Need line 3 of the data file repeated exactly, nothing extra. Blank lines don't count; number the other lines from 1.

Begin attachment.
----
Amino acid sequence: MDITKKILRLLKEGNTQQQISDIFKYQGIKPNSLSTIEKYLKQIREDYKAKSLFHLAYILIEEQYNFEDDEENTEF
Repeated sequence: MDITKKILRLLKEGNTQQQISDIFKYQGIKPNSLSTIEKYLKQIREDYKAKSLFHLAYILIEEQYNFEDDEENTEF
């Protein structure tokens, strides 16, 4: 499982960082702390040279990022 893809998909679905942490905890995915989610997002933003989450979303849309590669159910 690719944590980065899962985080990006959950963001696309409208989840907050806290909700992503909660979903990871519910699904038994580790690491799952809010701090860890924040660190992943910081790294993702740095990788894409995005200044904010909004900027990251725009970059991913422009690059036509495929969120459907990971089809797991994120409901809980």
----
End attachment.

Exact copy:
């Protein structure tokens, strides 16, 4: 499982960082702390040279990022 893809998909679905942490905890995915989610997002933003989450979303849309590669159910 690719944590980065899962985080990006959950963001696309409208989840907050806290909700992503909660979903990871519910699904038994580790690491799952809010701090860890924040660190992943910081790294993702740095990788894409995005200044904010909004900027990251725009970059991913422009690059036509495929969120459907990971089809797991994120409901809980």